Documentaries are back

By Jesus Chavez

With so many entertainment options, audiences are looking for compelling factual content with an emotional connection. Read how to make your documentaries stand out with these tips from our director of digital media and entertainment.

I recently attended the annual Realscreen Summit with Claribel Torres, AP’s director of digital media and entertainment, and spoke with executives and producers looking to make an impact with audiences who have more entertainment options available to them than ever before.

Claribel and I spoke about the trends we noticed from the conference and what they could mean for the industry in the year ahead.

Claribel, based on your conversations with other attendees and the panels you watched, what were some trends that you noticed?

Claribel Torres

The No. 1 thing I noticed was that documentaries are back. I’ve attended Realscreen for 13 years, and I’ve seen it go through many phases. During that time, I have never heard the word “documentary” said as many times as I did this year.

Of course, reality series are still here, but to some viewers they aren’t as relevant as they were a few years ago. I’m not saying reality as a genre is going away, but audiences are now much more savvy.

They’re looking for premium content and networks are responding. One network in particular – Discovery – is revamping its approach to include content less likely to be ratings stunts (remember the man-eating anaconda that wasn’t?).

It seems as if, because of the success of shows on new platforms such as Netflix and Hulu, that producers are open to hearing any kind of idea. No longer are distributors looking for content just to fill time – they want everything to be amazing because the next big hit could come from anywhere. Did you get that impression as well?

I think that’s a big part of it. And I think with documentaries, there’s a certain authenticity that’s missing from other types of programming – you can’t go back and reshoot history. When audiences see and hear original content from a major history event from their lives, they stop and think about where they were when it happened. There’s an emotional connection there.

And I think with documentaries, there’s a certain authenticity that’s missing from other types of programming – you can’t go back and reshoot history.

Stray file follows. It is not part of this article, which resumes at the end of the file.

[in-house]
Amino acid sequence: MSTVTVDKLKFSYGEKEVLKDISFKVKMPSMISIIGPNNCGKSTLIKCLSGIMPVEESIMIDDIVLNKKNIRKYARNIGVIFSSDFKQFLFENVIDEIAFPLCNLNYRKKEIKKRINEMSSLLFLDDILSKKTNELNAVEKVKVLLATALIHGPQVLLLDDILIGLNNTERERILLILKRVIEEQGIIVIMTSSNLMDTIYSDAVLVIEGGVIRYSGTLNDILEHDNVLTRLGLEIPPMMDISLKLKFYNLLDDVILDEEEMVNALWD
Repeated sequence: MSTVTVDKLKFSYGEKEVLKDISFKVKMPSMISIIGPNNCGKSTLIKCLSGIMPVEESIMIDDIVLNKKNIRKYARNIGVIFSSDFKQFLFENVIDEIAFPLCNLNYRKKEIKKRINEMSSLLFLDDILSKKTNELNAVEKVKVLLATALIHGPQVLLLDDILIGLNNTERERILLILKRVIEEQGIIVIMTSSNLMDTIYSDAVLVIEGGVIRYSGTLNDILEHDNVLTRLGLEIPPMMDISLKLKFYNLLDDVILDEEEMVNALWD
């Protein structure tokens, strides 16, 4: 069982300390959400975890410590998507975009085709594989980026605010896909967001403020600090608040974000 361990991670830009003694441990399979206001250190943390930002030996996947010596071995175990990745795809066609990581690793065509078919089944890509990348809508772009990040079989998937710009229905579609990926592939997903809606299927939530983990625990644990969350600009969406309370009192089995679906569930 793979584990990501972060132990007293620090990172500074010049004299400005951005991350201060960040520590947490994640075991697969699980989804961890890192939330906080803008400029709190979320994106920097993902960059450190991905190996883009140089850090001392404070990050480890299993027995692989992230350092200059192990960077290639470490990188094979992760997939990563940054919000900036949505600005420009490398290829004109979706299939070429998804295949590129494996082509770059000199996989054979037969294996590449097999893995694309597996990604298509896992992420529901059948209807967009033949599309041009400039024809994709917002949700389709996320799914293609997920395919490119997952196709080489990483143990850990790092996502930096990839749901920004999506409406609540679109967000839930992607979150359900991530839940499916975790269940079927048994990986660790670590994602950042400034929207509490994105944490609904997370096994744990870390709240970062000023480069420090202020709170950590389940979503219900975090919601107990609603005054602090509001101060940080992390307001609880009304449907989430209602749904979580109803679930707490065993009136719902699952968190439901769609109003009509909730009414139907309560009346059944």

Something else I heard was an emphasis on having a “unique access point” — networks wanted to know how producers could execute their ideas better than anyone else. How can producers do that?

Well at The Associated Press, we work with producers to bring their projects to life. We have reporters based around the world who not only produce multimedia stories, but also know their local cultures inside and out. For example, for the 30th anniversary of the Challenger disaster, we worked with Tom Jennings Productions on a documentary for the National Geographic Channel.

In addition to providing video, images, text and never-heard-before audio clips from our archives, we also secured access to the AP reporter who was at the Kennedy Space Center for liftoff in 1986. He was able to provide personal audio soundbites from the scene, as well as notes and story ideas to staff at the production company. We looked at all of these assets and determined with them which ones would best tell the story they wanted to build for Nat Geo.

So, how can a documentary stand out from the competition?

I think the perspective you take on covering a story can be a difference-maker. The National Geographic special zeroed in on the life of Christa McAuliffe, who was scheduled to be the first teacher launched into space. The way the documentary was presented — using prerecorded footage and interviews without narration — also made it stand out from other features about the tragedy.

I think the perspective you take on covering a story can be a difference-maker.

At AP, we also have easily licensable clips that can complement or help form your storylines — for example, I recently received a phone call from a producer who needed a particular clip of certain buildings in Salt Lake City, Utah.

While we didn’t have an exact match of what he wanted in our archives, we were able to use our Content Services team to send a local crew to film the footage. The producer wanted a shot of the city at a certain angle at a particular time of day – we were able to do it within two hours, saving the production company from sending a remote crew in for a full day.

Documentaries are in, but what other trends did you see at the conference?

There was a lot of buzz around virtual reality, which could easily be its own discussion for another day. The mechanics of filming in virtual reality are still being worked out, and we’re still experimenting with it at AP.

The panelists themselves said we’re not even in Chapter 1 of the medium, which makes it more impressive when I put on the headset and look up, down and around and feel like I’m in the story. But based on the interest we’ve seen, I think it’s fair to say virtual reality is here to stay.

Jesus Chavez

Jesus is a licensing executive for production and digital media at The Associated Press.

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